January in the Red Rocks

As much as I can I try to keep the locations I’m fishing in a secret. At worst, I like to make it so you have to have been there to know where I am writing about. I do this partially to keep the spots I like to fish less crowded, but also because figuring out where to fish has been such a process for me. While there are some creeks I have read about online that show pictures of spots, flies and tactics. The creeks I have liked the most have been the ones I had to search out. The little blue lines at the upper ends of canyons. Lee’s Ferry is not one of those places. As much as I would like for it to be a less well known place, the Colorado River and high red walls are pretty much impossible to hide. To write a story about the area without talking about the river or the canyon walls seems to be a massive injustice. So, I’m sorry if you think I’m publicizing a spot and making it more crowded. But let’s be honest, the Ferry is hard to hide and was famous before I was ever born. Plus my writings will never even show up on the first page of google if you were to search for it!

Winter fishing in Arizona is often a winter rather than a WINTER. However somedays do dawn more coldly than others. I woke in the morning to find my sleeping bag and backpack covered in a hard layer of frost. The blue and grey bag was almost white with the thick layer of frost. Luckily I had left my waders in the car and rushed into them before the ice that had formed around me overnight had a chance to thaw out and get me wet. My friend Cole emerged from the back of the truck and reminded me I was covered in ice and sleeping on the ground wasn’t as wise as the covered bed of a truck. The sun was beginning to color the west side of the canyon walls and we knew it was time to rush to the water before its golden light hit.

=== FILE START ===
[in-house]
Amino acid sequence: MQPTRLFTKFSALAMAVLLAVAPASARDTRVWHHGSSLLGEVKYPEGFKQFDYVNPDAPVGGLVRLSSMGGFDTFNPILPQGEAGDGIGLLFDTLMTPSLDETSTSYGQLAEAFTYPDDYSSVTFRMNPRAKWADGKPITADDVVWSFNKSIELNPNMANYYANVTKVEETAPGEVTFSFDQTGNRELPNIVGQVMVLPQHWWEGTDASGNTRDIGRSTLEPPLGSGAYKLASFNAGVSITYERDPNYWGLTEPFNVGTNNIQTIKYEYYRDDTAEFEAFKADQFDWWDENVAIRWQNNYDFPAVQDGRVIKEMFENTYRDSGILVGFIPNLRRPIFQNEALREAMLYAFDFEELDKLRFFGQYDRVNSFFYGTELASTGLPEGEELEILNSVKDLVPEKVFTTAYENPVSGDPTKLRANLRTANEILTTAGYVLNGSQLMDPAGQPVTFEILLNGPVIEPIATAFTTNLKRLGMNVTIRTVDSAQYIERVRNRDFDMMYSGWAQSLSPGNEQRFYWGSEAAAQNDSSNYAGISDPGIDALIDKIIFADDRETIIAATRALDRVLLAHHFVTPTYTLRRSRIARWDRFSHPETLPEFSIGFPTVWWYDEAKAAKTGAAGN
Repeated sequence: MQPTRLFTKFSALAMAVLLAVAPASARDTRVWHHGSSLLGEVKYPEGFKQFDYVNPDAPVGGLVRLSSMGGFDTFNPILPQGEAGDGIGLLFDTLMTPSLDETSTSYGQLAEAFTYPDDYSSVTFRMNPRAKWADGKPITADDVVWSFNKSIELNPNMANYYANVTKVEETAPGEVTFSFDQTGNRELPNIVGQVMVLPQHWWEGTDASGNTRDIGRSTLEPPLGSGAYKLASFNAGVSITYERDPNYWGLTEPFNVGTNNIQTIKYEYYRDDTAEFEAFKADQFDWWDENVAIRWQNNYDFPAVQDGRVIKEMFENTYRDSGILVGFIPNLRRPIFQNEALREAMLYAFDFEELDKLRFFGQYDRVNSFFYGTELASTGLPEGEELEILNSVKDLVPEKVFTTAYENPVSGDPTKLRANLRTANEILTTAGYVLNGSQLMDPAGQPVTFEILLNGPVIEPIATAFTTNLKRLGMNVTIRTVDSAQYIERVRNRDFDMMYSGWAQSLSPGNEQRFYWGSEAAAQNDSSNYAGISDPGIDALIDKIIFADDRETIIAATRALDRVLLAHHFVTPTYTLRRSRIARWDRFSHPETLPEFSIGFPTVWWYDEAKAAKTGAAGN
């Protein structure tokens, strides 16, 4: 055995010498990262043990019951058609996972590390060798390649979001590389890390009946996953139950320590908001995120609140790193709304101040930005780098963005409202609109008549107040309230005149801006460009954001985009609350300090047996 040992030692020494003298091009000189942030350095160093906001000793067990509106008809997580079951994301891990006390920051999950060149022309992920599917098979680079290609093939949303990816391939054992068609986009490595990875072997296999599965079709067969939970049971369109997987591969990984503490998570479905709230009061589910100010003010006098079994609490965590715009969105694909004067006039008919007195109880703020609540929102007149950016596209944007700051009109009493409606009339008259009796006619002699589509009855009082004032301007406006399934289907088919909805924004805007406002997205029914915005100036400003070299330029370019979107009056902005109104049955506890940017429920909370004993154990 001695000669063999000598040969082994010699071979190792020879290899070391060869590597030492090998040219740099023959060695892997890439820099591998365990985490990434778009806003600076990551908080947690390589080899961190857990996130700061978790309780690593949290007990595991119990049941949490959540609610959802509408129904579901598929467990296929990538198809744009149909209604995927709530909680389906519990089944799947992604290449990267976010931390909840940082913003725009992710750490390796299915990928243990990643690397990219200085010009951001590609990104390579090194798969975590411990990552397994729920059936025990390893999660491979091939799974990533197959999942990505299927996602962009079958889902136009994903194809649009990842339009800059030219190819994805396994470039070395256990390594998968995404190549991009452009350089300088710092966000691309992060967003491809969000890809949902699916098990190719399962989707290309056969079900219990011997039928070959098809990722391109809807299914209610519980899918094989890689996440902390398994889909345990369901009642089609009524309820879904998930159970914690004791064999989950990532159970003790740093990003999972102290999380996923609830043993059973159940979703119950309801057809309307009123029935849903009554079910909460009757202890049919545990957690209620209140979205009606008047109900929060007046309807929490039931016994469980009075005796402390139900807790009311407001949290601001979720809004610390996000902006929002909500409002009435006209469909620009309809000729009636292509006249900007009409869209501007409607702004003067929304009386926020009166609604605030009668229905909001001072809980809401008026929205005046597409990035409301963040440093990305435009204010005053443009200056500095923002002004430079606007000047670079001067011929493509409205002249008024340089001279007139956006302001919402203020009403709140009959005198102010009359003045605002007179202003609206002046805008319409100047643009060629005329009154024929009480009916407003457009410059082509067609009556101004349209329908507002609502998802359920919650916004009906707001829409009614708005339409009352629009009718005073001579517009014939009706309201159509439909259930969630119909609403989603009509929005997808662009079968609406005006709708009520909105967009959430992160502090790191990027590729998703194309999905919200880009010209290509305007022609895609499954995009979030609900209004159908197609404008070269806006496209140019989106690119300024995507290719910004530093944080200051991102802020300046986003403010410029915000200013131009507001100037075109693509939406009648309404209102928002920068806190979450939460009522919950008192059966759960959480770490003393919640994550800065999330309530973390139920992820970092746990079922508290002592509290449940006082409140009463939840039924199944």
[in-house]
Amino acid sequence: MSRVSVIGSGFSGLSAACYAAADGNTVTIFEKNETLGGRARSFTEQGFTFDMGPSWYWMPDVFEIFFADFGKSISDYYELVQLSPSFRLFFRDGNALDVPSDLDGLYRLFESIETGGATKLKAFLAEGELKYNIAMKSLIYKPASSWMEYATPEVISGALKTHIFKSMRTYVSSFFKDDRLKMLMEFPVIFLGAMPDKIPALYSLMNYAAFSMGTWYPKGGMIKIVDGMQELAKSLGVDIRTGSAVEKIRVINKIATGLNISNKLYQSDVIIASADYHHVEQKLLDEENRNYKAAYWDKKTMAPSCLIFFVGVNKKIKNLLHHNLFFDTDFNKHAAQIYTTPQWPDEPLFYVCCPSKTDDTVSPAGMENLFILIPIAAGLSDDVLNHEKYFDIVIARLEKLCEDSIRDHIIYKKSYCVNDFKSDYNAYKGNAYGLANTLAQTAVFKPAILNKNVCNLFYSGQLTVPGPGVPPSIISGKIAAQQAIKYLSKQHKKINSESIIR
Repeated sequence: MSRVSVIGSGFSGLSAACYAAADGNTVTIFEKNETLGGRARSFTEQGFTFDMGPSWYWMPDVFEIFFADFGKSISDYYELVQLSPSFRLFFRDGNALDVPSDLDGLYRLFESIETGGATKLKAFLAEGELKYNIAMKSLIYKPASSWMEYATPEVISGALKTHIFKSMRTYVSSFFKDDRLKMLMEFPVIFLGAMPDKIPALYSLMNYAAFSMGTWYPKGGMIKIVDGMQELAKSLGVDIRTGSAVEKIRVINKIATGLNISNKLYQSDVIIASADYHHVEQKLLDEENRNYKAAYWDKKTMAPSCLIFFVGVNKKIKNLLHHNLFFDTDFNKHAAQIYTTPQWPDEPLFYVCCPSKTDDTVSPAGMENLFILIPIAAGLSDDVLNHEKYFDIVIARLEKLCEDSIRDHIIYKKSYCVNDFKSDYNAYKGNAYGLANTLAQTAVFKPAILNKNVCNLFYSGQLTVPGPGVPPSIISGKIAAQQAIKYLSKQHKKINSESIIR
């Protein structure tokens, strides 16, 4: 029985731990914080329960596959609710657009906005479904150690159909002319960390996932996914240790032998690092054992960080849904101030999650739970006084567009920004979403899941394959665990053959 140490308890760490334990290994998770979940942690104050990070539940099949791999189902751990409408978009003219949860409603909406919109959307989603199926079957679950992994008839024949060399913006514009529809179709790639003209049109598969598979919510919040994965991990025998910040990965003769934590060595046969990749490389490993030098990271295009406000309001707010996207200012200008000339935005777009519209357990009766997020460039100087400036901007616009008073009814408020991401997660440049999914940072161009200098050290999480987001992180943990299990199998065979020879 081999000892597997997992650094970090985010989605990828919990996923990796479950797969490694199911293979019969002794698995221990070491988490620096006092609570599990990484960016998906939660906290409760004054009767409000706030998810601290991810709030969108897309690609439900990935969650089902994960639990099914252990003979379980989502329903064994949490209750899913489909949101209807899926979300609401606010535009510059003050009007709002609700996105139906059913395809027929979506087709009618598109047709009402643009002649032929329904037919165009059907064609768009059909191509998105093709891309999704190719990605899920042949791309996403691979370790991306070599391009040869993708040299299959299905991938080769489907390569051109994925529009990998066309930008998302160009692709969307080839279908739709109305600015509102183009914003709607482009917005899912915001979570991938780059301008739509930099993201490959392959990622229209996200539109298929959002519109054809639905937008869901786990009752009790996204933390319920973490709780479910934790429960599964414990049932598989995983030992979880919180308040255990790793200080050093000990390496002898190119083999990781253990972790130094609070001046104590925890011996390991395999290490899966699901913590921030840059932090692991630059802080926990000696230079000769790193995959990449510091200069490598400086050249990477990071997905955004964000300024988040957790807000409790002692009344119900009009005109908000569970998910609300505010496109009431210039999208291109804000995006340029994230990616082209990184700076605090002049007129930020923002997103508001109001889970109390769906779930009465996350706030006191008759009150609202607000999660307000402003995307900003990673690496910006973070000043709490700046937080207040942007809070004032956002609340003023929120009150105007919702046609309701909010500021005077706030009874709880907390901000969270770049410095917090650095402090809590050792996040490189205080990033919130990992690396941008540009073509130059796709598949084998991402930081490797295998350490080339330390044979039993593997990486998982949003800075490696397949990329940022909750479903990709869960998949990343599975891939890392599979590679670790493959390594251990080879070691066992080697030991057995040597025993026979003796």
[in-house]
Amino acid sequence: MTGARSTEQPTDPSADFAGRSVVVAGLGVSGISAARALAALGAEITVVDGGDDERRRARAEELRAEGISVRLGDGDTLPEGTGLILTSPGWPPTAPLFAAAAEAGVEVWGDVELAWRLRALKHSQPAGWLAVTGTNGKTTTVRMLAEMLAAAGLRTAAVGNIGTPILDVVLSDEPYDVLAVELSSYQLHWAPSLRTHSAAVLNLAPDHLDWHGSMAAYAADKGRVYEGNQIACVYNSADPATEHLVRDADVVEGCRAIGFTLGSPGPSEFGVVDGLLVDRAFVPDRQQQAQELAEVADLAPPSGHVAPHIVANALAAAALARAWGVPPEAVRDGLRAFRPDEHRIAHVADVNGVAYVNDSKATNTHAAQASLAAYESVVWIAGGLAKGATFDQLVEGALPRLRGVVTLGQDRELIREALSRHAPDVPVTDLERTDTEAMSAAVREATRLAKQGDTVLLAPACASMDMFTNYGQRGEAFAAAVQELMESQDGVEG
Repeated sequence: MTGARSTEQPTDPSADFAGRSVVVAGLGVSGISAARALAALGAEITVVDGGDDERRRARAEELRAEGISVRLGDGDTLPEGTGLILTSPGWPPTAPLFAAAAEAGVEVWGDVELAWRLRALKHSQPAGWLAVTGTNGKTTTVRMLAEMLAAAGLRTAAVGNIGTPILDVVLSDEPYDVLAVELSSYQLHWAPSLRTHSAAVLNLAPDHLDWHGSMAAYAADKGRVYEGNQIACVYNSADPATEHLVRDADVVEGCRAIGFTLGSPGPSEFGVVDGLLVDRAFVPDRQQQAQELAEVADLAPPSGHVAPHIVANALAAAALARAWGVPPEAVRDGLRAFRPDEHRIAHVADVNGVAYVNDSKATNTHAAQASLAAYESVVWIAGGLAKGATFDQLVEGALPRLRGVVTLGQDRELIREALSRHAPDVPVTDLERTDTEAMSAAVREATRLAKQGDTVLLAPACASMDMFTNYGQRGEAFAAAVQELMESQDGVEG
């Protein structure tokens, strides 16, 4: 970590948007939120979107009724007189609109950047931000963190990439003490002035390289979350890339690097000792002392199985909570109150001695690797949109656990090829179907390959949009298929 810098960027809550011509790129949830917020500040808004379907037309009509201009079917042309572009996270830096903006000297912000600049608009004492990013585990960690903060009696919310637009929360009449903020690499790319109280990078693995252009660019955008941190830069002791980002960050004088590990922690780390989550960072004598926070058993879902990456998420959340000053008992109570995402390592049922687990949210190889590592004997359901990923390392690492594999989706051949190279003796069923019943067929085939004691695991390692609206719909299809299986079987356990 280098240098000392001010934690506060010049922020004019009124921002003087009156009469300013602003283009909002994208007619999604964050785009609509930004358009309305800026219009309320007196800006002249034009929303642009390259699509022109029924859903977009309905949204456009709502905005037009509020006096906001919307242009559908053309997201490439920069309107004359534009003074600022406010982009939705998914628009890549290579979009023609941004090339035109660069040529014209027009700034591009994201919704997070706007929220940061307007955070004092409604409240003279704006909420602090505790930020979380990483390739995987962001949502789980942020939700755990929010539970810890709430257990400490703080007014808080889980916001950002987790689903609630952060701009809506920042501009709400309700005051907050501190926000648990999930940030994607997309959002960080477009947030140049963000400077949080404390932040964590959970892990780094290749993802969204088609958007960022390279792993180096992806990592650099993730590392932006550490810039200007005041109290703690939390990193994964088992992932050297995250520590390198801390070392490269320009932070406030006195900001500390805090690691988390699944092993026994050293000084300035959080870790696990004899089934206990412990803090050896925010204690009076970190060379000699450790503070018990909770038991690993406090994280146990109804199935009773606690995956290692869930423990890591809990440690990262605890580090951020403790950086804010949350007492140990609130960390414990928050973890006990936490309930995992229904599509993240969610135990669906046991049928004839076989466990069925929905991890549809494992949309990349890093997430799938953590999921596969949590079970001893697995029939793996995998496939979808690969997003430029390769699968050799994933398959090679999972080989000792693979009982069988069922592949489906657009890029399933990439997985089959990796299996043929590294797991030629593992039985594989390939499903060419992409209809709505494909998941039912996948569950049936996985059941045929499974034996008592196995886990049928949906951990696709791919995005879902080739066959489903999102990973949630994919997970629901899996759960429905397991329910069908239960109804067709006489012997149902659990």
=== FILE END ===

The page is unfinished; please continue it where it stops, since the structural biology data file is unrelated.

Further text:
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Sun touching the red rocks and fog beginning to come off the water

Arriving at the river the grass along the edge was frozen and crunchy. Upon arriving a scared a flock of buffleheads and mallards rocketed out of the shallows and into the cold sky. A good sign, it means we were there first! We started by occupying my favorite section of riffle and in short order I felt a hard tug and reel stripping run. FIMG_9251irst fish of the day was on and it was a dandy! It was an almost magical scene to start the day, a hard charging rainbow jumping and flashing its pink sides to match the canyon walls. The fog rising off of the water added an almost storybook feel to the experience, more of something you would read about than ever get to experience. I will not try to paint the picture anymore, because like the quality of my camera and the quality of my words do not quite capture the feeling and scene that first fish of the day created. The strong fish jumped and showed its colors as it tried to run me first up, then down river. Finally, I got it into some shallower, slower water and was able to corral him into my net.

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Colored up buck

The fish had great color and appeared to be a strong male with a big head and shoulders. It is always good to see how healthy the fish are at the ferry this year.

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Eats on the Cracktacular Scud

After releasing the fish I sat in awe for a moment at the edge of the river looking at the spot the colorful fish had disappeared back into the river.

I stood up and took a cast from where I had been sitting, aiming for a submerged rock along the edge of the current, my indicator dropped and I lifted my rod tip! At first I felt only slack, must have hit the bottom.. Then the water exploded and the fish came rocketing across the surface! A short, but spirited fight later and I had anothe rbeautiful rainbow in the net!

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The not as spotty strain of ferry rainbow

 

Shortly after I had released that fish Cole was hooked into a strong fish that he managed to coax out of the strong currents where it had been hiding.

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Almost..